Dr. Kent Brantly had stared death in the face many times, doing all he could against frightful odds to save Ebola victims in West Africa.
Until death stared back.
In his first extensive on-camera interview since contracting the virus, Brantly recalled to NBC News on Tuesday how close he had come to being one more of the over 1,500 people the World Health Organization says have lost their lives to Ebola in the current outbreak.
Doctors never told him outright he might not survive as he lay in a bed in Liberia, an ocean away from his family. They didn't have to.
"I felt like I was about to die," Brantly told NBC's Matt Lauer. "And I said to the nurse taking care of me, 'I'm sick. I have no reserve, and I don't know how long I can keep this up.'"
He'd been well schooled on how to treat disease, from his days at Indiana University's medical school to his residency at John Peter Smith Hospital in Fort Worth, Texas. If he'd contacted Ebola back in the United States, there would have been many more machines and assets available to help him get better.
Brantly didn't have all those tools at his disposal this summer in Liberia, where hospitals shut down after becoming "incubators for the disease," according to Liberian President Ellen Johnson Sirleaf.
He did, however, have his ardent faith and whatever strength that his body could muster.
Relying on both was his best, only hope of someday reuniting with his wife and two children, who had returned to the United States a few days before his diagnosis.
"I thought, 'I'm not going to be able to continue breathing this way,' and they had no way to breath for me if I quit breathing," he said.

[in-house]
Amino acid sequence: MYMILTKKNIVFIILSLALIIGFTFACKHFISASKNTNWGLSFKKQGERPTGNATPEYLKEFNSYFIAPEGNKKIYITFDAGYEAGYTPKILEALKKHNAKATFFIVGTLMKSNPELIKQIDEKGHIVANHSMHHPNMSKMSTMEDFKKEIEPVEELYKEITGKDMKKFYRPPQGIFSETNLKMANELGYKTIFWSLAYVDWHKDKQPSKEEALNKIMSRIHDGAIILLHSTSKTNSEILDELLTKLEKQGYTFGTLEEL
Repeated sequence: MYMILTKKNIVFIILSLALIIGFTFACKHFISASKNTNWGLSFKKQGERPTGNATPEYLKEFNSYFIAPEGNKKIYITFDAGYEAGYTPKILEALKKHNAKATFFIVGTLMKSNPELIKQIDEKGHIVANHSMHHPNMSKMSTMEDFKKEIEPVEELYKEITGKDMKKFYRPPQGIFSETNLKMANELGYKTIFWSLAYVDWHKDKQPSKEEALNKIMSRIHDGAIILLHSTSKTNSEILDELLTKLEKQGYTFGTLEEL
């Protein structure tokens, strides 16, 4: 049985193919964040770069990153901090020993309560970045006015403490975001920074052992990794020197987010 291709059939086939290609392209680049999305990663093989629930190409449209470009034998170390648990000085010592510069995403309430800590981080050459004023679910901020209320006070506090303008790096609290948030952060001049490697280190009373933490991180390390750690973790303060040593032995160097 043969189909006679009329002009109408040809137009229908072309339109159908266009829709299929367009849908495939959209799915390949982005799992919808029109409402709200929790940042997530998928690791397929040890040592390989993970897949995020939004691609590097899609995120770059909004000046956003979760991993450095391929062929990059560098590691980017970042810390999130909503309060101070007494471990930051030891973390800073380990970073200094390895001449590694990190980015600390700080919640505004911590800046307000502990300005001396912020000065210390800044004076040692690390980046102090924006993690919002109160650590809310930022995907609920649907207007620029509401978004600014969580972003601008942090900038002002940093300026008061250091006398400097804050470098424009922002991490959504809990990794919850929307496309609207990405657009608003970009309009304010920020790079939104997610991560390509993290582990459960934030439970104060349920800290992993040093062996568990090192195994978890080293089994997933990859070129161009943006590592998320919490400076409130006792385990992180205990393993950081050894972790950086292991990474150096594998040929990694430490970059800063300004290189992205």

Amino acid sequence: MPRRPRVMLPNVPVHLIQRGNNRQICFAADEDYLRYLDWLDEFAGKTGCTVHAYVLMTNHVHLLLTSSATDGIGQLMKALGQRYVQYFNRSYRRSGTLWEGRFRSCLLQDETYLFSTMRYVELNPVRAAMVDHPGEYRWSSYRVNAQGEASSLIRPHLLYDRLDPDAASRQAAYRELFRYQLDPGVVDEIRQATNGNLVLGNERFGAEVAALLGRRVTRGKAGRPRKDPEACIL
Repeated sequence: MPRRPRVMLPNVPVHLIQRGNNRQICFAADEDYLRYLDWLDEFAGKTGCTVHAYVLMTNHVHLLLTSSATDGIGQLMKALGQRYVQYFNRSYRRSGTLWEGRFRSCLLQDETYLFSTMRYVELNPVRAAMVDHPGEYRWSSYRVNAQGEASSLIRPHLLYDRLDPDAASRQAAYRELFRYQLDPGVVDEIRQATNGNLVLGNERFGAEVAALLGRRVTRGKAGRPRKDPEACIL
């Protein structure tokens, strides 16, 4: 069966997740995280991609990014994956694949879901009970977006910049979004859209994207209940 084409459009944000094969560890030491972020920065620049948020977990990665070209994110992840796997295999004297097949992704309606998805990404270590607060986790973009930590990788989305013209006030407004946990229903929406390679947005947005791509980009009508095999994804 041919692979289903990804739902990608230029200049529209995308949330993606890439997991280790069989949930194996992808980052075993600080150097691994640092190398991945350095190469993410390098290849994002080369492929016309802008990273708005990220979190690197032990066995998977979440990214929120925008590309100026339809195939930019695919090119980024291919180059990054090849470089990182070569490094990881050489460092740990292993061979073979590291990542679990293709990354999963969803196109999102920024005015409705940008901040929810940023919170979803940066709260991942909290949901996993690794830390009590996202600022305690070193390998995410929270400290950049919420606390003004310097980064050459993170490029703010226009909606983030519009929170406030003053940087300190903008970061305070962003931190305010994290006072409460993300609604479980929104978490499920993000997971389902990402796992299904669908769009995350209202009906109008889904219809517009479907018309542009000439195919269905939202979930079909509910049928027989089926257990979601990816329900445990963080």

Yet he didn't stop. Brantly kept fighting Ebola and -- unlike many of those he'd treated -- he won.
Wife 'scared,' knowing how deadly Ebola is
The thing is, while Brantly would never have chosen to contract Ebola, he did choose to go to West Africa. His reasoning was simple: People there needed help and, feeling it was God's calling, he wanted to help.
So, in 2013, he began a two-year fellowship through the Christian relief organization Samaritan's Purse. Brantly started off practicing general medicine but, when Ebola began spreading, he took on the role of medical director for the group's Ebola Consolidated Case Management Center in Monrovia.
That was his job when he woke up the morning of July 23.
"I just felt a little off, I felt a little warm, a little under the weather," Brantly told NBC, adding he then discovered he had a temperature not too much above the 98.6 degree baseline.
His only relief was that his wife, Amber, and their children hadn't woken up next to him, that he didn't have to carry "an overwhelming mental burden" of worrying if they too had come down with the disease. For while Ebola can take days to incubate, it's only contagious when a sufferer is symptomatic -- something Brantly didn't have to worry about with his family.
Yet the family had plenty of reason to worry for Brantly after he tested positive for Ebola.
"I'd seen him treat these people who had already been diagnosed, and I knew how it ends," his wife Amber told NBC. "... I had the disadvantage of having the knowledge of the course of the disease. I was scared."
She wasn't the only one. According to his hometown newspaper, the Indianapolis Star, Kent Brantly himself told a fellow doctor at John Peter Smith Hospital that he was "terrified."
"I'm praying fervently that God will help me survive this disease," Brantly said in an email to Dr. David McRay, the newspaper reported.
Beats odds and survives
Somehow, he did.
According to WHO, more than half of those afflicted with Ebola in this current outbreak have died -- a function of how devastating the disease can be as well as a function of where it struck the hardest, a place without widespread high-quality health care options and cultural and social factors that may have contributed to its spread.
Yet Brantly made it through those first few trying weeks. On August 2, he was whisked back on a medical plane to the United States, walking into Atlanta's Emory University Hospital in a white, full-body protective suit.